that Las Palmas was vicariously responsible for the conduct
of Dr. Payne under a variety of theories, including direct
employment, agency, apparent agency, or estoppel. In a first
amended petition, however, the Monsivaises dropped those
allegations, and only asserted direct liability claims
against Las Palmas. Specifically, they alleged that Las
Palmas personnel "wholly failed to diagnose
Santiago's condition, failed to observe him for any
meaningful period of time, failed to order any diagnostic
studies, failed to appreciate the severity of Santiago's
condition at a time when he was septic, and merely discharged
him to home."
required for health care liability claims, the Monsivaises
filed a preliminary expert report. See Tex.Civ.Prac.
& Rem. Code Ann. § 74.351. The report is authored by
Dallas Johnson, MD, who is a board-certified Ob-Gyn
physician. Las Palmas, Dr. Rich, and Dr. Payne challenged the
report, contending in part that Dr. Johnson, an Ob-Gyn
physician, never established his qualifications to opine on
the standard of care for a pediatrician, an emergency
department doctor, or the hospital staff. At a hearing on Dr.
Rich and Las Palmas's objections, the trial court
sustained the objections, but reconvened the hearing after
granting the Monsivaises a thirty-day extension to file a
revised report addressing the concerns raised at the hearing.
the Monsivaises filed a new report, the physician defendants
either withdrew or failed to urge any objections. Las Palmas,
however, re-urged and refined its objections. It contended in
part that Dr. Johnson's preliminary report imposes a
higher duty on the hospital staff than is required by
Las Palmas urged that hospital staff are not licensed in
Texas to order tests, diagnose medical conditions, admit
patients, or prescribe medications, yet Dr. Johnson's
report criticizes Las Palmas personnel for each of those
failures. Following a second hearing, however, the trial
court overruled Las Palmas's objection in part and
declined to dismiss the case. This appeal follows.
Johnson's report begins his criticism of Las Palmas by
stating all of its personnel owed a standard of care "to
thoroughly, accurately, and completely examine, assess,
observe, and treat Santiago." He then elaborated on
specific breaches, which we detail below. In this appeal, Las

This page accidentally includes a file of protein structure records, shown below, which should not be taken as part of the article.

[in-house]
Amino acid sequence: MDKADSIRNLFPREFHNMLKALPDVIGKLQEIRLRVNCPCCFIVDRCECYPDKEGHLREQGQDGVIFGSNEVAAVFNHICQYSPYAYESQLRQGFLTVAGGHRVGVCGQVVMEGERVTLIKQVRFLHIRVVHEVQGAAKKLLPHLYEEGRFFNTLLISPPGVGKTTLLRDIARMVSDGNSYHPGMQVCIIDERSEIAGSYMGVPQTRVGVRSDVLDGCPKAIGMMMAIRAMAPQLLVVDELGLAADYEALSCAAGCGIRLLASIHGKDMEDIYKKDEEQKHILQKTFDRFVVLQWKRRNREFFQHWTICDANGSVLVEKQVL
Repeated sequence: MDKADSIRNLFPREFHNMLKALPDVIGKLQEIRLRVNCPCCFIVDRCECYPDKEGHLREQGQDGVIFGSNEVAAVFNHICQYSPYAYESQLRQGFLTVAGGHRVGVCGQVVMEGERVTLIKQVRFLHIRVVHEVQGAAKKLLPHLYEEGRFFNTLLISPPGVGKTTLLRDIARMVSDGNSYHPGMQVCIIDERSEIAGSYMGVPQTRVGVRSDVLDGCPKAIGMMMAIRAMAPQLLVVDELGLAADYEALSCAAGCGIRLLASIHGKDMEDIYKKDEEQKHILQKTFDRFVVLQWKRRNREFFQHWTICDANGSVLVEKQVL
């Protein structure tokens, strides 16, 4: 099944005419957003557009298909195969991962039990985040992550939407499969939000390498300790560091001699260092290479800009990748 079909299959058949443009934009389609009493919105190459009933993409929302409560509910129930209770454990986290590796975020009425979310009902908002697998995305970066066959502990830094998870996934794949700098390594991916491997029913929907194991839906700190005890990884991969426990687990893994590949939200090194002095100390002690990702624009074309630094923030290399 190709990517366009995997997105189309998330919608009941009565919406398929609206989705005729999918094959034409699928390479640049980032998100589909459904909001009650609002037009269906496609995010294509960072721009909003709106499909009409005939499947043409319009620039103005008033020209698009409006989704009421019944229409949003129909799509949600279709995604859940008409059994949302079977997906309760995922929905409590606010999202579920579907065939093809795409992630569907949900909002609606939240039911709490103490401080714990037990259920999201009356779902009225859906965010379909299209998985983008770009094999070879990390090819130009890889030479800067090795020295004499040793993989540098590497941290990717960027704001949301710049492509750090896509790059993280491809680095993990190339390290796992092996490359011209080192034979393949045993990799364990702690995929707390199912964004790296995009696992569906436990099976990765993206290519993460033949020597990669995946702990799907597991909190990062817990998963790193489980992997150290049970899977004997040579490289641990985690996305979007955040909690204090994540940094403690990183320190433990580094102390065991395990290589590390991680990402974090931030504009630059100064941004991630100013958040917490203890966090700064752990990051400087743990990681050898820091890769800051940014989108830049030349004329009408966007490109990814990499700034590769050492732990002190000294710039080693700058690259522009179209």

Palmas brings a single issue that argues Dr. Johnson's
supplemental report effectively faults Las Palmas and its
non-physician staff for breaching a standard of care
applicable only to physicians, such as Dr. Payne, the
emergency room physician, and Dr. Rich, Santiago's
pediatrician. And Las Palmas urges it cannot be liable for
breaching duties that are beyond the scope of its health care
begin with the familiar standards governing expert medical
reports in health care liability claims. The statute requires
that within 120 days of when each defendant health care
provider files an answer that an "expert report" as
to that provider must be served by the plaintiff.
Tex.Civ.Prac.&Rem. Code Ann. § 74.351(a). An
"expert report" is statutorily defined as one that
"provides a fair summary of the expert's
opinions" regarding (1) the standard of care, (2) how
the health care provider failed to meet that standard, and
(3) the causal relationship between that failure and the
injury, harm, or damages claimed. Id. at §
74.351(r)(6). An expert report that does not represent a good
faith effort to comply with the statute is inadequate, and a
trial court must grant a motion challenging an inadequate
report. Id. at § 74.351(l). Or, as
here, the trial court may grant one thirty-day extension to
allow the plaintiff to file a curative report if elements of
the original report are found deficient. Id. at
phrase "fair summary of the expert's opinions"
means at least that the expert must state more than a mere
conclusion. American Transitional Care Centers of Texas,
Inc. v. Palacios, 46 S.W.3d 873, 878 (Tex. 2001).
Instead, the expert must explain the basis of the opinion so
as to link the conclusion to the facts of the case. Bowie
Memorial Hosp. v. Wright, 79 S.W.3d 48, 52 (Tex. 2002).
While claimants need not marshal all their evidence to
support the opinion, they must meet the two objectives of the
statute: to inform the defendant of the specific conduct
claimed to be negligent; and to satisfy the trial court that
the claims have merit. Palacios, 46 S.W.3d at 877.
We look no further than the report itself, because all the
information relevant to the inquiry must be contained within
the four corners of the document. Bowie Mem'l
Hosp., 79 S.W.3d at 52. Nor should a court have to fill
in missing gaps in a report by drawing inferences or
resorting to guess work. See Bowie Mem'l Hosp.,
79 S.W.3d at 52; THN Physicians Ass'n v.
Tiscareno, 495 S.W.3d 914, 922 (Tex.App.--El Paso 2016,
no pet.). The report must distinctly address each health care
defendant's breach of the standard of care and how that
breach caused injury. Clapp v. Perez, 394 S.W.3d
254, 259 (Tex.App.--El Paso 2012, no pet.). However, a
plaintiff does not need file an expert report with respect to
each liability theory alleged against the defendant. See
Tenet Hosps. Ltd. v. Bernal, 482 S.W.3d 165, 171
(Tex.App.--El Paso 2015, no pet.). Instead, an expert report
that adequately addresses at least one pleaded theory of
liability satisfies the statutory requirements. Certified
EMS, Inc. v. Potts, 392 S.W.3d 625, 632 (Tex. 2013).